“What is it that can truly make the world a better place?” seminarian Peter Gallagher asked his peers. “Class of 2016, I propose that the answer is love, charity, the gift of self.”
Throughout his years at Seton Hall, Peter pursued a primary major of Catholic theology, while also majoring in Catholic studies and classical studies. He addressed his fellow graduates as the 2016 salutatory speaker during Seton Hall’s Academic Awards Ceremony on Sunday, May 15. He had been selected by the University’s Commencement Speaker Committee, which was chaired by Interim Dean Chrysanthy Grieco and comprised of a faculty member from each of Seton Hall’s schools and colleges.
“We now take on a special responsibility: to excel as models outside of class and act like servant leaders as Seton Hall has prepared us,” said Peter during his address. Servant leadership is a concept with which he is all too familiar. During his time at the University, he was very active in campus ministry and various community and parish groups and activities, including Seton Hall United for Life. “I helped with our annual Celebrate Life Day,” recalls Peter. “Among other things, we offered information about how to help unwed, pregnant mothers and the variety of options available to them that most people are unaware of.” He also collected goods for crisis pregnancy centers and food banks and provided spiritual support for unwed mothers and their children. “At times, we would also partner with Students for Life, LIFENET and the Respect Life Office of the Archdiocese of Newark,” he says.
Peter viewed the summertime as an opportunity to take servant leadership on the road, far outside South Orange. One such summer trek brought him to Alaska, where he served in a rural parish in Nenana, gave a retreat in North Pole and served homeless youth in Fairbanks – and then spent a week rafting down the Fortymile and Yukon Rivers. “The trip was filled with daily Mass, communal prayer, bonding and amazing memories! It was great,” says Peter.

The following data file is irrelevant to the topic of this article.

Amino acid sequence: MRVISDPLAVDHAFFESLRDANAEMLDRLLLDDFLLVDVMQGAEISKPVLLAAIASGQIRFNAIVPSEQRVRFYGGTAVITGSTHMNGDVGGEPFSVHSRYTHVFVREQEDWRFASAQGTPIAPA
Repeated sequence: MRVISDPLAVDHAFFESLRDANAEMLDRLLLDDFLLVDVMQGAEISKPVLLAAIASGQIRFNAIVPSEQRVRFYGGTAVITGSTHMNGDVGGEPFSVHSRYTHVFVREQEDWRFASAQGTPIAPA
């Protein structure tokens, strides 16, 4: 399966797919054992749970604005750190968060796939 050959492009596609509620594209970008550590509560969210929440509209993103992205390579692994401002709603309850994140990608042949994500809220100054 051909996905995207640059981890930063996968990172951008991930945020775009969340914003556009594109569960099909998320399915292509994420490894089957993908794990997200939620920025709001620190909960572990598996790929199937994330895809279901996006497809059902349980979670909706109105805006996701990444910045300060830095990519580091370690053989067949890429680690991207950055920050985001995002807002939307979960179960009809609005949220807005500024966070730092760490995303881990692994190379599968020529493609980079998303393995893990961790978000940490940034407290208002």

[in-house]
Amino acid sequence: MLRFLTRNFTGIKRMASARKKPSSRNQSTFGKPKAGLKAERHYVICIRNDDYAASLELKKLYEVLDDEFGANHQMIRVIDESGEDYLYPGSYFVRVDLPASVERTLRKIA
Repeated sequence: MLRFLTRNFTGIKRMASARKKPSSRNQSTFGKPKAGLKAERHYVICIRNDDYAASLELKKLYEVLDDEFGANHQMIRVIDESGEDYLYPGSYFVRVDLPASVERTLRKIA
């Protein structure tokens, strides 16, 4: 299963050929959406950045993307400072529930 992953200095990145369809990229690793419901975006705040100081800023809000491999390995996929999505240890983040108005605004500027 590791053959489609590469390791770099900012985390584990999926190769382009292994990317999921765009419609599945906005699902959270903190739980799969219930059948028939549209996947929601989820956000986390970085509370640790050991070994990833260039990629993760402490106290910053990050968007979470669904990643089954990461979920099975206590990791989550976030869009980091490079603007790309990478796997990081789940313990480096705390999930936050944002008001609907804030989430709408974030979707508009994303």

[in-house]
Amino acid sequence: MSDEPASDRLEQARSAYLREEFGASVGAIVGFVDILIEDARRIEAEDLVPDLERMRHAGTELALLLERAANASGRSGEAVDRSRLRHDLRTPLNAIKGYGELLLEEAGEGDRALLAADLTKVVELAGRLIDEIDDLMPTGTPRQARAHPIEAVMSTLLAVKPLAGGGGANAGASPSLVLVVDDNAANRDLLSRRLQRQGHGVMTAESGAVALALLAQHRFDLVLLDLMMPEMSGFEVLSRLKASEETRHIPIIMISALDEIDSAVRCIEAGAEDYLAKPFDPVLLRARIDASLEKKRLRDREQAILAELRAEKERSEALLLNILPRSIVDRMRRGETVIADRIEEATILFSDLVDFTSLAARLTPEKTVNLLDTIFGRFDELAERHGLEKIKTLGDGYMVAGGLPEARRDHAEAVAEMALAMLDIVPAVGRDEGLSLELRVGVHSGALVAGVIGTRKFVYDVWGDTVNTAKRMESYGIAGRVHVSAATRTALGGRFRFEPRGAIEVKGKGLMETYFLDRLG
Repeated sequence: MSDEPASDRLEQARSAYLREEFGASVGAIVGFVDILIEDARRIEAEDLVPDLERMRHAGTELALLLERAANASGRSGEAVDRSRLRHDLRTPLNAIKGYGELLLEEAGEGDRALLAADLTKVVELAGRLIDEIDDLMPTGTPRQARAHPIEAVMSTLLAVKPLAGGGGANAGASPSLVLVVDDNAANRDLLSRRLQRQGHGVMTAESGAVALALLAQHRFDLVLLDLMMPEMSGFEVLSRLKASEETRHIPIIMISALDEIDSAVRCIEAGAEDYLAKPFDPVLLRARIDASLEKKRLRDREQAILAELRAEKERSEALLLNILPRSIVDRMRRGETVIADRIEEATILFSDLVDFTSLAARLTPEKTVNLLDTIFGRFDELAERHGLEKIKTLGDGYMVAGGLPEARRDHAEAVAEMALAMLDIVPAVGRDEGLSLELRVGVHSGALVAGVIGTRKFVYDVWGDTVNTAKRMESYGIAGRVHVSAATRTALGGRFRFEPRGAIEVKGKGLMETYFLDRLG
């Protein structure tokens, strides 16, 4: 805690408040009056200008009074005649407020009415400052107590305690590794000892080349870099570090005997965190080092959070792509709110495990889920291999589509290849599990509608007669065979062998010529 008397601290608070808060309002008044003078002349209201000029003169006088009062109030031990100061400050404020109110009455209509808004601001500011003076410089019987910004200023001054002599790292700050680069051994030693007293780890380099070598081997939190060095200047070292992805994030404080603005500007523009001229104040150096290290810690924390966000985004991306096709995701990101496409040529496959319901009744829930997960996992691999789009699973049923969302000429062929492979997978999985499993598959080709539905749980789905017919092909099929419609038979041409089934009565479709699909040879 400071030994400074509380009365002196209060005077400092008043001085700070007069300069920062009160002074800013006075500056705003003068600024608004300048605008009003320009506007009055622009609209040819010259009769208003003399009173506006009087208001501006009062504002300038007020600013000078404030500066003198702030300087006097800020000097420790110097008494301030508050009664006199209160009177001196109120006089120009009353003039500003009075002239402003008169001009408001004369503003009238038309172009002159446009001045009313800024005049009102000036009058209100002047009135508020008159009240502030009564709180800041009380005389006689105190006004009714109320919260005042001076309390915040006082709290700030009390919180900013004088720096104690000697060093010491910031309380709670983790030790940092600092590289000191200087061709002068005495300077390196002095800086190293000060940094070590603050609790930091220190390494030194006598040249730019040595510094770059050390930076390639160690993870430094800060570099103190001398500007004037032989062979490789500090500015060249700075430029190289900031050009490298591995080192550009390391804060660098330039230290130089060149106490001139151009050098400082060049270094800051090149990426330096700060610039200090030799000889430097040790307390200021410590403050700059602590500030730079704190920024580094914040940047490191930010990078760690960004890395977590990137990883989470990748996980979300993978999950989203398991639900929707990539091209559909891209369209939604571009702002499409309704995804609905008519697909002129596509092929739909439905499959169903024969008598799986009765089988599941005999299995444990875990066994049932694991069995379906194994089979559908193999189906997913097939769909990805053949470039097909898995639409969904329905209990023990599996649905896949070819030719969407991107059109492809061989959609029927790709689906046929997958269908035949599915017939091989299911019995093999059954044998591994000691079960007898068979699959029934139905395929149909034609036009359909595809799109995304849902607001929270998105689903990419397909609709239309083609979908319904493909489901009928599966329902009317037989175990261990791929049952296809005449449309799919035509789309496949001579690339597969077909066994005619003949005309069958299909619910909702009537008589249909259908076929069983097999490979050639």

His most recent summer trek was spent in Colorado, where he stayed at a retreat house for the Community of St. John. Throughout the trip, he served with a new missionary group called Christ in the City, which befriends the poor and the homeless of Denver and helps them find resources for jobs, shelter and spiritual support. “They truly exemplified Catholic social teaching,” says Peter. “During both of these trips, I had tremendous experiences of prayer, natural beauty, service, community and lifelong friendships – all based on God’s amazing love.”
These experiences have helped make Peter’s time at Seton Hall all the more memorable – but his journey as a servant leader is just getting started. As a seminarian for the Diocese of Camden, he will continue his studies toward the priesthood by attending the Pontifical North American College in Rome this fall. As his salutatory address came to a close, he quoted Pope Benedict XVI: “The world promises you comfort, but you were not made for comfort. You were made for greatness.”
One might say that Peter is well on his way.
Categories: Faith and Service